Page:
For insight into the heart of Japan, pick up Donald Keene’s memoir, “Chronicles of My Life.”
COLUMBIA UNIVERSITY PRESS, Memoir.
The 95-year-old professor emeritus of Japanese Literature at Columbia University published it nearly 10 years ago. He relays the events in his life that led him to Japan, from a childhood trip to Europe and a chance meeting with a Chinese student in university to the outbreak of World War II and his service as a Japanese translator in the U.S Navy.
Keene’s prose reads warmly, exudes wisdom and downplays his success. He credits luck and the kindness of the Japanese people, who opened the doors of their literary world to a shy young man from New York.
Of particular interest to Japanophiles is the latter half of the book, in which Keene fast-forwards through time, recalling major literary events of the decades, from his stunned grief after the death of his friend Yukio Mishima to his own major projects such as the 2003 biography of Kazan Watanabe, a noted intellectual of the late Edo Period (1603-1868). Quaint illustrations from modern artist Akira Yamaguchi add to the nostalgic but playful tone with their colorful nod to traditional ukiyo-e.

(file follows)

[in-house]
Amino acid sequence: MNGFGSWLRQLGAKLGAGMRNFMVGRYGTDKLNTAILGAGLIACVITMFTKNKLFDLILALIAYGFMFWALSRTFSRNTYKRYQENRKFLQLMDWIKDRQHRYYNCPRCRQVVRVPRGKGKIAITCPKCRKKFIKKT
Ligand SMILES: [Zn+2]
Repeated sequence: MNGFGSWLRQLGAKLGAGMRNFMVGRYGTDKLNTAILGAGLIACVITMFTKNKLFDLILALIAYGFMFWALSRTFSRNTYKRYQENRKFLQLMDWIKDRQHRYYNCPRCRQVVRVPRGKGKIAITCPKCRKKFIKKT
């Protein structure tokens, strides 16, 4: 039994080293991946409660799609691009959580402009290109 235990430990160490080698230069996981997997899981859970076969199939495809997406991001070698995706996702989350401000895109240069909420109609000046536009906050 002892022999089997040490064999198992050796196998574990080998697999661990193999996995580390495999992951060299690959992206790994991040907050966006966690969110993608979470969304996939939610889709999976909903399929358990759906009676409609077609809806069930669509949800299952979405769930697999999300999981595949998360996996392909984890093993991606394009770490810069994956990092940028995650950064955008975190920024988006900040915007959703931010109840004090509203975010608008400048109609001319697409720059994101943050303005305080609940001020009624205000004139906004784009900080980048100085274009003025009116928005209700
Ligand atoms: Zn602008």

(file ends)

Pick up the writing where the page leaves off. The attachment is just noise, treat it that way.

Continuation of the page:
Donald Keene became a Japanese citizen after the earthquake of 2011 to live out his final days in Tokyo. To understand the authentic emotion behind this great scholar’s choice, read “Chronicles of My Life.”
Read archived reviews of Japanese classics at jtimes.jp/essential.
IN FIVE EASY PIECES WITH TAKE 5